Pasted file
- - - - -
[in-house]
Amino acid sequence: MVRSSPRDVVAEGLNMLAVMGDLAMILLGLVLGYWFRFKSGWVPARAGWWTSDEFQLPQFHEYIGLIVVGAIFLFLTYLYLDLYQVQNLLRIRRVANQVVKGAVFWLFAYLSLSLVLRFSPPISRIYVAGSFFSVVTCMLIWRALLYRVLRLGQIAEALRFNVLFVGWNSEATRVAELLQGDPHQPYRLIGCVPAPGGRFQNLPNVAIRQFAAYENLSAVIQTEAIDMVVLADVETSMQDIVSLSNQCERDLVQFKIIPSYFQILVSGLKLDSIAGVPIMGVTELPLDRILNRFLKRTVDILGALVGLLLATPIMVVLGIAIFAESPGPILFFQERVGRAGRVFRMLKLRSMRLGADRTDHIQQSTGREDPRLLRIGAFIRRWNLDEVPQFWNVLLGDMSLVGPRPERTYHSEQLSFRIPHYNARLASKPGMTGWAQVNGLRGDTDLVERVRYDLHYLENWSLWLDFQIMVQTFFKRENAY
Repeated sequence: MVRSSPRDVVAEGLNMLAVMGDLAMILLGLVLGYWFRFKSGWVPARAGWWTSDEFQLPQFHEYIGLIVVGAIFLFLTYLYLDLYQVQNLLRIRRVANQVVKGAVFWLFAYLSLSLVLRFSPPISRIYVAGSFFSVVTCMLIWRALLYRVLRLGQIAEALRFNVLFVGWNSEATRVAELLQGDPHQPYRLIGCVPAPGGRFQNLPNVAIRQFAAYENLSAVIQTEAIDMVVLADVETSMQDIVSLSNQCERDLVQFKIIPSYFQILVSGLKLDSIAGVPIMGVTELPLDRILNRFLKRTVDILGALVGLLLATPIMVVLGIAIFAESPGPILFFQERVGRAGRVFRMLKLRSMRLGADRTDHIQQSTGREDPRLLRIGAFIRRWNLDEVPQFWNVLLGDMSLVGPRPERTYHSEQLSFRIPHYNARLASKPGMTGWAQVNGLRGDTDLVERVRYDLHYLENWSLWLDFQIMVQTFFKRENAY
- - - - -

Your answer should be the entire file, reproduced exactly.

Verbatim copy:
[in-house]
Amino acid sequence: MVRSSPRDVVAEGLNMLAVMGDLAMILLGLVLGYWFRFKSGWVPARAGWWTSDEFQLPQFHEYIGLIVVGAIFLFLTYLYLDLYQVQNLLRIRRVANQVVKGAVFWLFAYLSLSLVLRFSPPISRIYVAGSFFSVVTCMLIWRALLYRVLRLGQIAEALRFNVLFVGWNSEATRVAELLQGDPHQPYRLIGCVPAPGGRFQNLPNVAIRQFAAYENLSAVIQTEAIDMVVLADVETSMQDIVSLSNQCERDLVQFKIIPSYFQILVSGLKLDSIAGVPIMGVTELPLDRILNRFLKRTVDILGALVGLLLATPIMVVLGIAIFAESPGPILFFQERVGRAGRVFRMLKLRSMRLGADRTDHIQQSTGREDPRLLRIGAFIRRWNLDEVPQFWNVLLGDMSLVGPRPERTYHSEQLSFRIPHYNARLASKPGMTGWAQVNGLRGDTDLVERVRYDLHYLENWSLWLDFQIMVQTFFKRENAY
Repeated sequence: MVRSSPRDVVAEGLNMLAVMGDLAMILLGLVLGYWFRFKSGWVPARAGWWTSDEFQLPQFHEYIGLIVVGAIFLFLTYLYLDLYQVQNLLRIRRVANQVVKGAVFWLFAYLSLSLVLRFSPPISRIYVAGSFFSVVTCMLIWRALLYRVLRLGQIAEALRFNVLFVGWNSEATRVAELLQGDPHQPYRLIGCVPAPGGRFQNLPNVAIRQFAAYENLSAVIQTEAIDMVVLADVETSMQDIVSLSNQCERDLVQFKIIPSYFQILVSGLKLDSIAGVPIMGVTELPLDRILNRFLKRTVDILGALVGLLLATPIMVVLGIAIFAESPGPILFFQERVGRAGRVFRMLKLRSMRLGADRTDHIQQSTGREDPRLLRIGAFIRRWNLDEVPQFWNVLLGDMSLVGPRPERTYHSEQLSFRIPHYNARLASKPGMTGWAQVNGLRGDTDLVERVRYDLHYLENWSLWLDFQIMVQTFFKRENAY